The Raid

The Raid

On the 2st of October 1944, Putten was hit by a German raid in which practically the entire male working population was deported to several concentration camps. In the night of 30 September, on the first of October 1944, a resistance group opened fire on a personal vehicle of the German Wehrmacht. The car transported two officers and two Corporals. A fire fight erupted. The two corporals got away. One of the officers fled (heavily wounded) to a nearby farm, subsequently he was brought to Harderwijk, where he died the next day. The other officer was captured and taken away by the resistance group.

As a gesture of good will, the resistance released him the next day. Unfortunately, this did not prefent the Germans from taking revenge on the local community of Putten. General Friedrich Christiansen ordered Putten to be surrounded by German troops, women and children to be led to the church and the men to be locked separately into a school and an egg farm facility.

After the women and children were released, all the imprisoned men between 15 and 50 were taken from the village and brought to the Amersfoort concentration camp.

Women and children were forced out of the village, then 100 residences were set on fire.

Record of victims



Total amount of deported men


Set free in Amersfoort


Deported to Neuengamme


Jumped out of the train on the way to Neuengamme


Arrived in Neuengamme


Returned to Putten after liberation


Died in German concentration camps


Killed during the raid




Died shortly after the return


Total number of deaths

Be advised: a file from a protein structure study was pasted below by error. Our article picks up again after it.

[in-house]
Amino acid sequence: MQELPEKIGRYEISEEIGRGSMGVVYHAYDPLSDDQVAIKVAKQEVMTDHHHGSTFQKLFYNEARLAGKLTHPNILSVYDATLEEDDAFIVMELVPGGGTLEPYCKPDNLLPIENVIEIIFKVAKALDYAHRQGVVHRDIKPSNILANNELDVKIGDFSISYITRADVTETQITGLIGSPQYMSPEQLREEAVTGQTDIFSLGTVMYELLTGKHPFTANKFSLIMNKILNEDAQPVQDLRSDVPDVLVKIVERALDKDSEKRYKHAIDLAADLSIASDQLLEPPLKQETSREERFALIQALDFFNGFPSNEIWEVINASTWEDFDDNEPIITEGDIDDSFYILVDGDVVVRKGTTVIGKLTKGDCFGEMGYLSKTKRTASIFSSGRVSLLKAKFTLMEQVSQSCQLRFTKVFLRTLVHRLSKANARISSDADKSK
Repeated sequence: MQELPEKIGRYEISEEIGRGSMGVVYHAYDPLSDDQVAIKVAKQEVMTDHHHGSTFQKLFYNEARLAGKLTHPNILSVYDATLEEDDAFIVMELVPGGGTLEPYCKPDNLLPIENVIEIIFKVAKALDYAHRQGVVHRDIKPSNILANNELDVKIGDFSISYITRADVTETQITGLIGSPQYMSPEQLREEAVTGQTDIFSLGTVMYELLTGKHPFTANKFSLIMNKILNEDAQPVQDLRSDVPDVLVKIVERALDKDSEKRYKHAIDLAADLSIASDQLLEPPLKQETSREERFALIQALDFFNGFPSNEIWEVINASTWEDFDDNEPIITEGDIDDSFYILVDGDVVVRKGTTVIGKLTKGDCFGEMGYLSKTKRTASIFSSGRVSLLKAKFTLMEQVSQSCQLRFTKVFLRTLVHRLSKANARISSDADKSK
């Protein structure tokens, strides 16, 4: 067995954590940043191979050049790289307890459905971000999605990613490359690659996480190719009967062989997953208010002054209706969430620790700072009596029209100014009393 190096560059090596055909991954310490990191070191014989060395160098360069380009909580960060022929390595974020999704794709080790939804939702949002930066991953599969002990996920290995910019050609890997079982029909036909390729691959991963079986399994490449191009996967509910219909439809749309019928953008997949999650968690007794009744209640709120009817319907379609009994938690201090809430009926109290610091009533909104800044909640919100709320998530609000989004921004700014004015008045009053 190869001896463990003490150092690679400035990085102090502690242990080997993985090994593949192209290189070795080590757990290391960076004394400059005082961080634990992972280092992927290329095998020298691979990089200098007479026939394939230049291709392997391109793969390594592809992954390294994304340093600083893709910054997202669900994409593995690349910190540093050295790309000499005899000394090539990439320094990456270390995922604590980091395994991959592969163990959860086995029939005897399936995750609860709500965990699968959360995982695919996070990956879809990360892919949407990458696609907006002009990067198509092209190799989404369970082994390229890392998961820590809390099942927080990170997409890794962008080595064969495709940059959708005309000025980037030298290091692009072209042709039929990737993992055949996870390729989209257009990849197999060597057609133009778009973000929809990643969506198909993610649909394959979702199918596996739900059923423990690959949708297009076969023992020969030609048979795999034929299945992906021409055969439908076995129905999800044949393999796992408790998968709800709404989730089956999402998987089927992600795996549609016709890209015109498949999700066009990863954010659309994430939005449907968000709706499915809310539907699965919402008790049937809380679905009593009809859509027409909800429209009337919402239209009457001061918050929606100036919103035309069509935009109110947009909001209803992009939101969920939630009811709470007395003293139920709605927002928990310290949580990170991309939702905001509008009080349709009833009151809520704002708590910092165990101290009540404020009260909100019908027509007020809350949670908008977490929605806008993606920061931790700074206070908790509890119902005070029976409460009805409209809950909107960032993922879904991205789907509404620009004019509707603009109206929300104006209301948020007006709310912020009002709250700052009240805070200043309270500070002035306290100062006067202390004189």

Over 200 victims died in the concentration camp Neuengamme, the rest of the victims died in neighbouring work camps like Wedel, Husum, Ladelund, Engerhafe, Meppen-Versen. Putten inhabitants also died in Dachau, Mauthausen, Ravensbrück, Bergen-Belsen or during transports.

The raid left deep wounds in the Putten society, wounds that have still not healed. Annually, a silent memorial, which is attended by a significant amount of people, is held at the monument De Vrouw van Putten.

War monuments

Photo Monuments
Photo of De Vrouw van Putten

De Vrouw van Putten

The monument to commemorate the victims of the raid on the 1st and 2th of October 1944 was revealed on October the 1st 1949 by Queen Juliana. The monument consists of a memorial park designed by Prof. Bijhouwer and a sand stone sculpture of Mari Andriessen. The sculpture depicts a woman in a folkloric costume with a handkerchief in her hand. She looks in the direction of the Oude Kerk, from where the men were taken.

Photo of Memorial stone

Memorial stone

In 1947, a memorial stone was attached to the southern facade of the Oude Kerk displaying the text “from here they were taken”.

Photo at the Poorterbrug

Monument Poorterbrug

At the Poorterbrug, the place where the 1944 raid took place, has a sober memorial stone made of natural stone. The following text was embossed: “ Near this bridge, the attack took place that lead to the raid of Putten on the 1st and the 2th of October 1944”.

Photo of Monument honouring the Canadian Soldiers

Monument honouring the Canadian Soldiers

A second memorial stone stands at the Voorthuizerstraat, in remembrance of the killed Canadian soldiers during the liberation of Putten in 1945.


Photo of Memorial room

Memorial room

On May the 9th, 1992 a memorial room has been opened near to the monument. (Designer: W.C.F. Hageman).

In this memorial room, the story about the raid is told in writing and imagery. Some memorial plaques were placed in this building. On these plaques the names of Putten’s 552 men which died as a consequence of the raid.

Address: Dorpsstraat 127

Opening hours: Each day from 10.00 to 18.00 hour.

Memorial book

In the book store there are several books for sale concerning the war and the raid of Putten. The official memorial book can only be bought at the cashier at the Putten city hall. The costs of this book are € 12,50. For more information, please contact the cashier by phone: 0031 341 359 756.